In the present invention the content tracker 140 uses the Microsoft® Component Object Model (COM) interface to access the Document Object Model (DOM) of the hypermedia page, although any other method for providing access to the DOM may be used. The content tracker 140 uses the content-of-interest tags 130 to identify matching elements in hypermedia content and the resulting portion of the page occupied by the content-of-interest. To identify the content-of-interest on a page, the content tracker uses the document-object-model to generate a list of all of the elements on a page. Each element is analyzed in turn to determine the position and size of the element when rendered on the page. Tracking content through tags is particularly effective with the increasing use of media content layout techniques such as cascading style sheets (CSS) which define content layout based on hyper media tags such as DIV.
Often only a portion of the entire page is visible on the display at one time, and the user must scroll vertically or horizontal to view the remainder of the content. The visible browser identifier method described in the following section is used to determine which part of a page is visible on the display at any one time. The position of the page elements, along with the portion of the page that is currently visible is used to link eye-gaze data to content-of-interest as described further in the Eye-gaze to Content Linker section below.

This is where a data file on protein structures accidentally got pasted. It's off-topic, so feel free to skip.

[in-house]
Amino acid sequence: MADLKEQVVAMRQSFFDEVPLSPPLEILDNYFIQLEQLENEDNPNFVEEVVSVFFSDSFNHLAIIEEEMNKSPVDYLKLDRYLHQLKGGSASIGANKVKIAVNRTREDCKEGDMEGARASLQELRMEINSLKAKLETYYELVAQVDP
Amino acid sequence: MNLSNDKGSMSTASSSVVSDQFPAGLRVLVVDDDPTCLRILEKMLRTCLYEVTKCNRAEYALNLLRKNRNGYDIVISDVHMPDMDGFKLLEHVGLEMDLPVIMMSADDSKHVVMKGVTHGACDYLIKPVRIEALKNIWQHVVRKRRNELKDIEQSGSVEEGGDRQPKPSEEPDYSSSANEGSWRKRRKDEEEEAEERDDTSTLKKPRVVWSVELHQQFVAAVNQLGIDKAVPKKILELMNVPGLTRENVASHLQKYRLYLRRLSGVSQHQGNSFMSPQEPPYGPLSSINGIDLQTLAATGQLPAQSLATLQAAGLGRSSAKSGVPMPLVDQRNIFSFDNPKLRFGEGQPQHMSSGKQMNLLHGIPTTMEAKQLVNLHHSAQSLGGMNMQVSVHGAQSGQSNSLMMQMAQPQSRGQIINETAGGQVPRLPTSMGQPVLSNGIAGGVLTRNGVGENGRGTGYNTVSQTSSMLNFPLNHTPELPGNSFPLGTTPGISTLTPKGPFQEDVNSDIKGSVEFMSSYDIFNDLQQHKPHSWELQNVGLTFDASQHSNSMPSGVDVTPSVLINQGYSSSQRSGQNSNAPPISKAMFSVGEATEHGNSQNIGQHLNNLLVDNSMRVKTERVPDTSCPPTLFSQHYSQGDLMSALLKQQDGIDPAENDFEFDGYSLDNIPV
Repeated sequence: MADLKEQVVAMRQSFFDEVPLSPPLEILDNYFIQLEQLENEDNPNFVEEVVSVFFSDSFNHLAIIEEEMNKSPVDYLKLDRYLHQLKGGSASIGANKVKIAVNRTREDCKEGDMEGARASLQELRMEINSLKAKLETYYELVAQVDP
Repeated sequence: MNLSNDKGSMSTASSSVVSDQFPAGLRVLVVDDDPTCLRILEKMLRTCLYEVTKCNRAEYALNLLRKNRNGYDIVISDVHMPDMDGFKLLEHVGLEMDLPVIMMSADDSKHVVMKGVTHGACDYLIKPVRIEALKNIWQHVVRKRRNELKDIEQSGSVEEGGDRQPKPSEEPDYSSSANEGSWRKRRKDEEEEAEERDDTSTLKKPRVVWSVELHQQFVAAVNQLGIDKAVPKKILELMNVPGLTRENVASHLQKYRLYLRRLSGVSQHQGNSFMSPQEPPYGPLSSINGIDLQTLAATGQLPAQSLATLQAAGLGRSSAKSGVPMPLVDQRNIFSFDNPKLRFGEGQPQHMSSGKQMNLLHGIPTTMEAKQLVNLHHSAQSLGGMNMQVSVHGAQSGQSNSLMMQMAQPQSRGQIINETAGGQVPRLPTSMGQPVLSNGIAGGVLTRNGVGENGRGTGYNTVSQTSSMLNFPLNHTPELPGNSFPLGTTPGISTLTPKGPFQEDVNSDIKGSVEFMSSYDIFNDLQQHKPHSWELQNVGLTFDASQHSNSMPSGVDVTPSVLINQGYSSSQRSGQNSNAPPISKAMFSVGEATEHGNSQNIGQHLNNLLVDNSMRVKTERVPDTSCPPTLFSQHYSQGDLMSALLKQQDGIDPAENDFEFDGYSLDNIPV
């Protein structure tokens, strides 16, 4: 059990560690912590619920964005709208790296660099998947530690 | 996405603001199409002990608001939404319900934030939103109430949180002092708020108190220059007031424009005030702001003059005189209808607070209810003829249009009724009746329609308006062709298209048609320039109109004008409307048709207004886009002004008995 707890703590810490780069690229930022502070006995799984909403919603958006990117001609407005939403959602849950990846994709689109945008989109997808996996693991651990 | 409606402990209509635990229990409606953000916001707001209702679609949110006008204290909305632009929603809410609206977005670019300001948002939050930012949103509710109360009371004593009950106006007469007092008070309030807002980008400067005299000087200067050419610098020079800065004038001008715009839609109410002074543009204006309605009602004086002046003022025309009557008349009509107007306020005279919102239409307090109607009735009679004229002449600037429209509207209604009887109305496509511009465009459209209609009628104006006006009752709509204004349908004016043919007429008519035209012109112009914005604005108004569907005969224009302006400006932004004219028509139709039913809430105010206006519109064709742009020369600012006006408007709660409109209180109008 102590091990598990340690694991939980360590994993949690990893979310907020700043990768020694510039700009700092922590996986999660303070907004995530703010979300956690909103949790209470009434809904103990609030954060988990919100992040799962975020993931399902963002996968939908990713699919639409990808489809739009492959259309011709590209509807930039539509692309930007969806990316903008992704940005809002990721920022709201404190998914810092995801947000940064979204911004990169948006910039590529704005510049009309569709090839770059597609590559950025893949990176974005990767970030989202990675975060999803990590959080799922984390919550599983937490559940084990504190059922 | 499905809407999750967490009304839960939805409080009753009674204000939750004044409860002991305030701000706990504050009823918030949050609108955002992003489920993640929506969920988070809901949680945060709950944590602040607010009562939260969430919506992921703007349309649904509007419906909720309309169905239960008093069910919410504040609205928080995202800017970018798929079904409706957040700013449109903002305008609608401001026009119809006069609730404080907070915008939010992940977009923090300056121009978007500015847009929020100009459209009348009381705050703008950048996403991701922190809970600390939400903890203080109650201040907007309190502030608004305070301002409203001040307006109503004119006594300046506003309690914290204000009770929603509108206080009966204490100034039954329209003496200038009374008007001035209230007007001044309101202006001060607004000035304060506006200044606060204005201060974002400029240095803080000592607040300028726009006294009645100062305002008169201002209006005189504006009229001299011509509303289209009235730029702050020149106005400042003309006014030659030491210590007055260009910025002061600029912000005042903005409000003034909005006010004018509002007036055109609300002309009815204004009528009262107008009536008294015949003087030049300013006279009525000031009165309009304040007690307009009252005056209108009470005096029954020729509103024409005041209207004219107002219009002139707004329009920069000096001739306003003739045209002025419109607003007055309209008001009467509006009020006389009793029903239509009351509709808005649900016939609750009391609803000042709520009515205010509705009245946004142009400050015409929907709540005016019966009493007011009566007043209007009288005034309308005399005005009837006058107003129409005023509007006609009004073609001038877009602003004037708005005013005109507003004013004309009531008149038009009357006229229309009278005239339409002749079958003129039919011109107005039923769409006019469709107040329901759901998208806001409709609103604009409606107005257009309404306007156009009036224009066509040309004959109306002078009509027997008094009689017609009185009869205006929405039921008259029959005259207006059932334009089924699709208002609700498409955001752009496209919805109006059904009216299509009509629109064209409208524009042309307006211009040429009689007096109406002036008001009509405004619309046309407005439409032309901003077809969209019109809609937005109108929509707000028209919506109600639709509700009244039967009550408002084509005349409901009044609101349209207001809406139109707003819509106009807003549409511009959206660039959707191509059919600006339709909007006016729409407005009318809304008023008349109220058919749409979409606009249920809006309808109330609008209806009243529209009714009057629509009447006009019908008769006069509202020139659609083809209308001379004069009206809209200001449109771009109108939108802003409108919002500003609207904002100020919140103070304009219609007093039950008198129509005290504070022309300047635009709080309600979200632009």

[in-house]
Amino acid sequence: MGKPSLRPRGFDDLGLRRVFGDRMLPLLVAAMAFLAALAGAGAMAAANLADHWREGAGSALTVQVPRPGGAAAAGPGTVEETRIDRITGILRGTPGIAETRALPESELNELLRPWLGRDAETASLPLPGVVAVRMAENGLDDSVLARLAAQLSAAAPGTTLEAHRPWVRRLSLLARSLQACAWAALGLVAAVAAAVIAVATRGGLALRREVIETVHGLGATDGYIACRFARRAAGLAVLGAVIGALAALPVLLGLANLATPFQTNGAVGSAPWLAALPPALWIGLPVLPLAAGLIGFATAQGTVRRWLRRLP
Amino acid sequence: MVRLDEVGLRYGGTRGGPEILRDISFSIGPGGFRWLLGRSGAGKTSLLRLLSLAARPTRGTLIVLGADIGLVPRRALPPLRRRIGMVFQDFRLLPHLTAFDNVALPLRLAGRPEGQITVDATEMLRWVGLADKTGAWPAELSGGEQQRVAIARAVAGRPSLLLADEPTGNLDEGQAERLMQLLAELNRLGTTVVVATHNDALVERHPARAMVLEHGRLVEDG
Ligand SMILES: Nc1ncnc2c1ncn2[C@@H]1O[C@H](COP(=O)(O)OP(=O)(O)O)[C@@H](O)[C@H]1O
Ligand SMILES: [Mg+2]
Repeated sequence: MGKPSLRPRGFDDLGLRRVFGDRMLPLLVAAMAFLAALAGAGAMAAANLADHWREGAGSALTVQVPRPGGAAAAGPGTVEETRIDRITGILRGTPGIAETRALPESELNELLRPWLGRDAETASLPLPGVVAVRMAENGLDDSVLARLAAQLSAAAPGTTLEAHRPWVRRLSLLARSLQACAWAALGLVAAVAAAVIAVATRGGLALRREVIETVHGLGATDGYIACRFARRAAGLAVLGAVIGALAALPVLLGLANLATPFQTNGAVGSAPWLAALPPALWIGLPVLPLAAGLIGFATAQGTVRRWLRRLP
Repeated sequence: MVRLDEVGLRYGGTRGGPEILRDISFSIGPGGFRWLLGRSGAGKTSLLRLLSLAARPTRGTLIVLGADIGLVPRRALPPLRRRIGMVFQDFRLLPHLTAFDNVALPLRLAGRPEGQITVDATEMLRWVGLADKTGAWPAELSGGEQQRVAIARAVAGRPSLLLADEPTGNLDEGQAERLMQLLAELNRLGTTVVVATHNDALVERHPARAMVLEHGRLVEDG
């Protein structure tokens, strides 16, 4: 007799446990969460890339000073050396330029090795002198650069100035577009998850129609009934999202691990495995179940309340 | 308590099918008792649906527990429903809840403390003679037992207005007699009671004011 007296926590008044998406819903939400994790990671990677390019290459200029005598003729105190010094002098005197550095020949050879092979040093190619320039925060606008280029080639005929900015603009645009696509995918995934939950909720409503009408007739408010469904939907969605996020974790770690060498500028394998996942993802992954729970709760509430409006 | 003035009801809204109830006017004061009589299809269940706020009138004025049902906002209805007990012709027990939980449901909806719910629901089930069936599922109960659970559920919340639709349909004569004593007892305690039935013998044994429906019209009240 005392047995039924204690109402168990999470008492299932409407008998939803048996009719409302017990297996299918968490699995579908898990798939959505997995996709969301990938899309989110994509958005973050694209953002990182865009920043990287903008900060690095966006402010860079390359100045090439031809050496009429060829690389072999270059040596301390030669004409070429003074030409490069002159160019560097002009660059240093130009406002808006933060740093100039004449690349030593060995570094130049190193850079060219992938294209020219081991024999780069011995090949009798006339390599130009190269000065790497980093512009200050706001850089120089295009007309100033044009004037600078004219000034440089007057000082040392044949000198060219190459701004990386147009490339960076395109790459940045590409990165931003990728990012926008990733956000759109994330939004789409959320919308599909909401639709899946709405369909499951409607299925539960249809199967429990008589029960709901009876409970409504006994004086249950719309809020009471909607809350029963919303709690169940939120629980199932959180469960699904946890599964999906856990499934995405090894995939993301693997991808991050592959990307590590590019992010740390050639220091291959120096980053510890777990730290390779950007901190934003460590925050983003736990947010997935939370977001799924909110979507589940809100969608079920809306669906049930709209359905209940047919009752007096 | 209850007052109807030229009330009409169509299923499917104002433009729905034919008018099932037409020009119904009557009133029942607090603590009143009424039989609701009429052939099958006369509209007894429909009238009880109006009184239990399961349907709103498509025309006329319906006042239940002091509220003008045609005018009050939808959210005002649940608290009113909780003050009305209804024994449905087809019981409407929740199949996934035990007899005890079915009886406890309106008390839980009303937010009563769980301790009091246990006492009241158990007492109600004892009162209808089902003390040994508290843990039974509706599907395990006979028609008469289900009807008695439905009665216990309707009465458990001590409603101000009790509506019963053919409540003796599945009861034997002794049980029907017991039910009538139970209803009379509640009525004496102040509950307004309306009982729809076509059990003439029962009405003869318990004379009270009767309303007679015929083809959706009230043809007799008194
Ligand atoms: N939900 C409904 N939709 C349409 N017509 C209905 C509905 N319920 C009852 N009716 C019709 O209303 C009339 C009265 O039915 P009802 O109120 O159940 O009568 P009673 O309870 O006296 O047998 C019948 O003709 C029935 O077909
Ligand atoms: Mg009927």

Browsers often allow multiple instances to run at the same time (browser windows) with each browser window composed of one or more tabs, each possibly showing a different page. Any of these pages may potentially be displayed on the screen, which requires the eye-gaze tracking system to know which page is currently visible in order to correctly map the eye-gaze data to the content displayed.
Previous methods have not addressed this problem and instead have simply restricted the user to a single browser tab that must always remain visible on the display. With the visible browser identifier method presented here, these restrictions are removed allowing the user much greater freedom in the operation of the computer and a more natural computing experience. The visible browser identifier method determines the location of all browser windows (and browser tabs within the window), as well as which browser tab is visible. For the visible browser, the visible browser identifier method also determines which portion of the page is shown if the page is larger than the display.
With reference to
The eye-gaze tracker 160 determines the point-of-gaze of the user's eyes on the display with respect to the origin of the screen. The screen origin is typically located at the top left of the display—this is illustrated schematically in